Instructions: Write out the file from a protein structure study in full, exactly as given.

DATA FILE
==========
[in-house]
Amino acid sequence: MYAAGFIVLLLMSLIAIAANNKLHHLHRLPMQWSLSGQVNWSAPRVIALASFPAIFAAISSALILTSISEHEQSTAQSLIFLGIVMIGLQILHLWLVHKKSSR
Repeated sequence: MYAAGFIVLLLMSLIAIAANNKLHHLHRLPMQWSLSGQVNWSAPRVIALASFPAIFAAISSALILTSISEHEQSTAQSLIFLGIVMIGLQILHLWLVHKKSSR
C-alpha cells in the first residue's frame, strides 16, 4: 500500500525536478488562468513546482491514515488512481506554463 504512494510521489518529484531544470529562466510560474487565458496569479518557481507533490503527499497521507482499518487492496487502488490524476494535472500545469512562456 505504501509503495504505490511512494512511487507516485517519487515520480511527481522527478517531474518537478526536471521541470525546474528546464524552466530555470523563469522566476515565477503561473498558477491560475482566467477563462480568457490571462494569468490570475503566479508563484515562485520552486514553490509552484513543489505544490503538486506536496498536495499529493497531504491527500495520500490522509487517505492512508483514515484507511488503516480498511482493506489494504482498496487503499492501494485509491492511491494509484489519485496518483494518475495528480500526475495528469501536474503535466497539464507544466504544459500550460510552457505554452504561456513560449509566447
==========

[in-house]
Amino acid sequence: MYAAGFIVLLLMSLIAIAANNKLHHLHRLPMQWSLSGQVNWSAPRVIALASFPAIFAAISSALILTSISEHEQSTAQSLIFLGIVMIGLQILHLWLVHKKSSR
Repeated sequence: MYAAGFIVLLLMSLIAIAANNKLHHLHRLPMQWSLSGQVNWSAPRVIALASFPAIFAAISSALILTSISEHEQSTAQSLIFLGIVMIGLQILHLWLVHKKSSR
C-alpha cells in the first residue's frame, strides 16, 4: 500500500525536478488562468513546482491514515488512481506554463 504512494510521489518529484531544470529562466510560474487565458496569479518557481507533490503527499497521507482499518487492496487502488490524476494535472500545469512562456 505504501509503495504505490511512494512511487507516485517519487515520480511527481522527478517531474518537478526536471521541470525546474528546464524552466530555470523563469522566476515565477503561473498558477491560475482566467477563462480568457490571462494569468490570475503566479508563484515562485520552486514553490509552484513543489505544490503538486506536496498536495499529493497531504491527500495520500490522509487517505492512508483514515484507511488503516480498511482493506489494504482498496487503499492501494485509491492511491494509484489519485496518483494518475495528480500526475495528469501536474503535466497539464507544466504544459500550460510552457505554452504561456513560449509566447